What does Zinberg look for in new manuscripts? Although she says she is irked by bad spelling and grammar, she will tolerate such fixable flaws if the author has real storytelling ability. “There are things like a writer’s unique voice, as well as a sense of pacing, that can’t really be taught,” Zinberg says. But for someone who possesses such gifts, the craft of shaping stories can be refined. Zinberg recommends that neophyte authors join groups that teach romance writing, such as The Romance Writers of America, which has several chapters across Canada. “You also have to know the market,” Zinberg insists, “Read widely, and know exactly what kind of romance you want to write.

This raises the perennial question of formula: there seems to be a prevalent myth that romances are written to exact specifications—as if there were some rule that the first kiss has to come by page 24. This notion raises the ire of many authors. “Formula is not really the right word,” insists Aubert. “I wish there was a formula, because with a formula all you have to do is plug it in and it gives you the right answer.” Aubert says she prefers the word “convention”—romance’s happy ending is one example—and she points out that mystery or science fiction authors have observed the conventions of their chosen genre without enduring the same sort of mockery romance authors have. Yet the most successful romance writers, according to Romantic Times s Falk, manage to “expand the envelope of what’s acceptable. They expand the conventions.” Or as Henley insists: “I’ve always written exactly what I’ve wanted and the publishers have left me alone because it’s made money.”

The genre has its own culture of clubs, magazines and even a convention

The best popular romances—though they may not qualify as high literature— have an addictive appeal for many women. Some devour as many as 12 a week. For Mary Waters of Vancouver, a lifelong fan of Harlequin Romances, the appeal is simple. “It’s nice to have these little daydreams about someone coming

along and taking care of you and all that,” says the 41-year-old single florist. “Truth is, if someone tried to, I’d probably think they are controlling and run away from the relationship. But for an hour or two, which is all it takes to read a Harlequin, what’s the big deal?”

Such loyalty to the genre has spawned its own culture. Thousands of romance readers keep in touch by e-mail, and flock to book signings to chat with their favourite authors. And the authors themselves—hungry to break away from the vast pack of the competition—often post their own ads on the Internet or in Romantic Times, or woo bookstore owners with free handouts such as bookmarks. The culture of romance seems to be particularly fervid south of the border. Canham says she prefers to do book signings in the United States where fans “line up for hours.” And she chafes at the lack of attention the Canadian media has paid to her work, which has won several U.S. book industry prizes. “I’ve had one review up here,” she laments—“In the North Bay Nugget. We re not considered highbrow enough up here. Romances sell well in Canada, but no one likes to admit they read them.”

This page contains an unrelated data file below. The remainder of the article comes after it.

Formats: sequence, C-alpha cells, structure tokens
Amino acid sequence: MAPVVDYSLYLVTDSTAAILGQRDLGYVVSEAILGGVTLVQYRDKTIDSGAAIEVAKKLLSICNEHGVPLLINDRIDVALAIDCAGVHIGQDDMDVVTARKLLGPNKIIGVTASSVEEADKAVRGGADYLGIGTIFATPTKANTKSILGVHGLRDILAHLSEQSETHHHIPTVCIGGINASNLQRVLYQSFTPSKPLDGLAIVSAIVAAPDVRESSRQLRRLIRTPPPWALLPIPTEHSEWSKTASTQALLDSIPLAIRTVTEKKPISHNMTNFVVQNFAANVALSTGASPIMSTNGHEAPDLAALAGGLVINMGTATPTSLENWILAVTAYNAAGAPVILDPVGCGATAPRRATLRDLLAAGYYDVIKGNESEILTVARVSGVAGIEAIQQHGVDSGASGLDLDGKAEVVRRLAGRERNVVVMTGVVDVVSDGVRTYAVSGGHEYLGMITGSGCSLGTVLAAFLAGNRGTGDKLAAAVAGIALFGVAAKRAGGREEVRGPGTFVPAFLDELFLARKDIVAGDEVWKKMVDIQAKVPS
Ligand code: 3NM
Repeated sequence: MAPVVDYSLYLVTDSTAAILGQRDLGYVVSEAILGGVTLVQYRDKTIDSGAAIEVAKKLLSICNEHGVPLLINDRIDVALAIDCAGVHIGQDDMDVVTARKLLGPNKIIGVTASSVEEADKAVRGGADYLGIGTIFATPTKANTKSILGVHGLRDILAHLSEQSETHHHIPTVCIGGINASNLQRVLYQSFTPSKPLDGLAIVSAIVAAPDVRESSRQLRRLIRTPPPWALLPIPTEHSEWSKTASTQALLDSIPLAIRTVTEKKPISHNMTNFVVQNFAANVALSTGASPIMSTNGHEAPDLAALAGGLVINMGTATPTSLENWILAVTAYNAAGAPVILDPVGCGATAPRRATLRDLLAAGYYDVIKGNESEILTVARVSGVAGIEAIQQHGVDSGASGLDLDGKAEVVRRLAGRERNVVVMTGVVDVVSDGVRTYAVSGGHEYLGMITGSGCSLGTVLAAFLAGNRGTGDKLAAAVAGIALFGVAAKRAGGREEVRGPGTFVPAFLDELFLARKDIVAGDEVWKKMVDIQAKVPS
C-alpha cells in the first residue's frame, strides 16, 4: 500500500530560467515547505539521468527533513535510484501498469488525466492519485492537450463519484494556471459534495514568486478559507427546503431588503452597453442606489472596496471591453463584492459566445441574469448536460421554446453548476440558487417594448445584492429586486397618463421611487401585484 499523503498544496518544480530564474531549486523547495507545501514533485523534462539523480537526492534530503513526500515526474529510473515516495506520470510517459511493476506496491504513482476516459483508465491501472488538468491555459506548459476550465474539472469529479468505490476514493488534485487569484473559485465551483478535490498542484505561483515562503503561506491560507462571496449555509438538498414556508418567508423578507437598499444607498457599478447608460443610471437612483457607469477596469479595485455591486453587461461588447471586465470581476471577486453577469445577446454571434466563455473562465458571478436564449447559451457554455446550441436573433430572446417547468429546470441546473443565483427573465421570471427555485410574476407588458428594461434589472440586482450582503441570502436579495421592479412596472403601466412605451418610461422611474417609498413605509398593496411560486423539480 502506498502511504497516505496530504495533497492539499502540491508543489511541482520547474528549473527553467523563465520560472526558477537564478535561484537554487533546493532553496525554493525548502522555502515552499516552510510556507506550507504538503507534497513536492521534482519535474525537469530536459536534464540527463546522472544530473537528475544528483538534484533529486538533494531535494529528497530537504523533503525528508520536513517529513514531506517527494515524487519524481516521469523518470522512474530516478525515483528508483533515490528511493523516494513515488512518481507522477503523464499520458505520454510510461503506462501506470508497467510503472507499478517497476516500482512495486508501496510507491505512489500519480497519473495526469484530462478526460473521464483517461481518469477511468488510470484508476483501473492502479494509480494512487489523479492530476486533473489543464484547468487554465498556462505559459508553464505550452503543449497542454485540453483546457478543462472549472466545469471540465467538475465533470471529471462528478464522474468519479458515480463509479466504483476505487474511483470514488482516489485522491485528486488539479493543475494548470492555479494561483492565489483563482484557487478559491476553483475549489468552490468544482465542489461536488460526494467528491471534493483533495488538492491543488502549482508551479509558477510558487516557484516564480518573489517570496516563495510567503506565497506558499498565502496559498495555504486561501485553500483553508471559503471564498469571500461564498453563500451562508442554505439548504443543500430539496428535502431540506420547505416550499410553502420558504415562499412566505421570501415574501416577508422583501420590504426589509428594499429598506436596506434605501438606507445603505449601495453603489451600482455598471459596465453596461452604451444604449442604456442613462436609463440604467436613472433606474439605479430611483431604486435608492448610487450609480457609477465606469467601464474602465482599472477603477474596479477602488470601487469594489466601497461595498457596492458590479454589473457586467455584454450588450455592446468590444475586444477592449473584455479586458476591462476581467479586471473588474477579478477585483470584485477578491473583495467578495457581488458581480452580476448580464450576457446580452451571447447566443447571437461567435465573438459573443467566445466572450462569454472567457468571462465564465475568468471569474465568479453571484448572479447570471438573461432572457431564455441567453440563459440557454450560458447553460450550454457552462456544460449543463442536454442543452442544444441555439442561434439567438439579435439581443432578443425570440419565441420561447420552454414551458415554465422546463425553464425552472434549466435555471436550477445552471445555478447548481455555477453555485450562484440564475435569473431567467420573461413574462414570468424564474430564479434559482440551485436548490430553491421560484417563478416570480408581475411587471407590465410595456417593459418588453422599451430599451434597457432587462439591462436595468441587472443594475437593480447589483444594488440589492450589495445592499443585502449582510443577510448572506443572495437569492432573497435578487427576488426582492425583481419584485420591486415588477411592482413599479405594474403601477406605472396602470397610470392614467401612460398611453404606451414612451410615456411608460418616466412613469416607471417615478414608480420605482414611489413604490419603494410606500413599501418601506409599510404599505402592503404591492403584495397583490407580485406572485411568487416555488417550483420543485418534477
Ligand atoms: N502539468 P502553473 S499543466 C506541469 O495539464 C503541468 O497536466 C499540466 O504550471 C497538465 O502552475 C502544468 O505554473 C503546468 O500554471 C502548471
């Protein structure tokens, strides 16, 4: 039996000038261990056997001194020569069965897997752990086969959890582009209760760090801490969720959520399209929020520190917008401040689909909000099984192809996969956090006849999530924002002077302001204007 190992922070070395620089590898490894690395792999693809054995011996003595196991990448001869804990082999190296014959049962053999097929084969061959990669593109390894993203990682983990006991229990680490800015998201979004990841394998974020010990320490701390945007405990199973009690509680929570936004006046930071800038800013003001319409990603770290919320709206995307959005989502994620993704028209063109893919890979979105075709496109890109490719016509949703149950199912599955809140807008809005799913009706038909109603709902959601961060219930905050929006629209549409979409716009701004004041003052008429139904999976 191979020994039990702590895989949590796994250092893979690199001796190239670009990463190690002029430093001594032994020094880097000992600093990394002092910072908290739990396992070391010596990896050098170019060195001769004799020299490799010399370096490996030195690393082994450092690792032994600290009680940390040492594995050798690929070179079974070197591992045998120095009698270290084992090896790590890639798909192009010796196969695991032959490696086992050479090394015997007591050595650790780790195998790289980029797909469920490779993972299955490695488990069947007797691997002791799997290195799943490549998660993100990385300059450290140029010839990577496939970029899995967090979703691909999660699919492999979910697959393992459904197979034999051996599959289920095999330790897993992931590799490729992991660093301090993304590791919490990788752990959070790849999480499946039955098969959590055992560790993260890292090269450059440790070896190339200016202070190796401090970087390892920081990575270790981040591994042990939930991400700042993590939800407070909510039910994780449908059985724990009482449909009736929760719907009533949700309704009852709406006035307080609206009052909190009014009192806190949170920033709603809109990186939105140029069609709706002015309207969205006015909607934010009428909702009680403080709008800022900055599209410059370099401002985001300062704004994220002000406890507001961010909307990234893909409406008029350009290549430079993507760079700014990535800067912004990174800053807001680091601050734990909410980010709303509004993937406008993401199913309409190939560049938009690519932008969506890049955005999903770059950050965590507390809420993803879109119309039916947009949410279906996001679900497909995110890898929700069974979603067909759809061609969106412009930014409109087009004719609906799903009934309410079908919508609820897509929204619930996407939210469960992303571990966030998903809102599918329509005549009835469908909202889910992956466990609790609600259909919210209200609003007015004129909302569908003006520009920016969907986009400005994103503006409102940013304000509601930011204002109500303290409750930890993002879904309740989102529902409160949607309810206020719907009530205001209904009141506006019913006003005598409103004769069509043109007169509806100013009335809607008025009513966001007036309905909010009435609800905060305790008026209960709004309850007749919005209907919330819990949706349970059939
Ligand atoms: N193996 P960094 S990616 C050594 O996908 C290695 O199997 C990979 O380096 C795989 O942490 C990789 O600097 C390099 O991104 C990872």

The promoters of the Romantic Times conference will be working hard to raise the genres profile in Canada. They expect to draw a lot of media attention, not all of it flattering, with their annual cover model pageant. Strangely reminiscent of ladies’ night in a strip club, the contest features handsome, long-haired young men showing off their naked torsos for the romance fans. Standing with a female model inside a large frame that simulates a book cover, each contestant gazes into her eyes as passionately as he can. He also answers such questions as: “What do you think of older women?” Past winners have gone on to lucrative careers modelling for the covers of romances—hoping to follow in the footsteps of Fabio, who parlayed his success as a romance pinup boy into international stardom. Although some romance writers have criticized the pageant as dated and sexist, Falk defends it, saying, “Women like looking at these fellows. They’re tall, larger than life, and they look like they could protect a woman. It kind of goes back to the caveman days when the biggest hunter got the biggest piece of meat and had the healthiest companion and had the best cave.”

In fact, the power at the core of romance writing seems irrepressible. Many feminists have inveighed against the genre, claiming it encourages unrealistic expectations in women. But Virginia Henley insists that “women are too smart to confuse fantasy and reality. They turn to these books when they want to be swept away to a place where they don’t have to worry about the cleaning, or the husband out of work, or the kids on drugs. There are really no messages in what I write. It’s just like a box of chocolates.” Claire Harrison goes further: “These kind of books can show that a man is a wonderful thing. A reader might well look at the man in her life and say, ‘Oh, he’s not so bad. He has some elements of a hero.’ These books encourage hope: surely that’s not such a bad thing.”

With Ruth Atherley in Vancouver

Ruth Atherley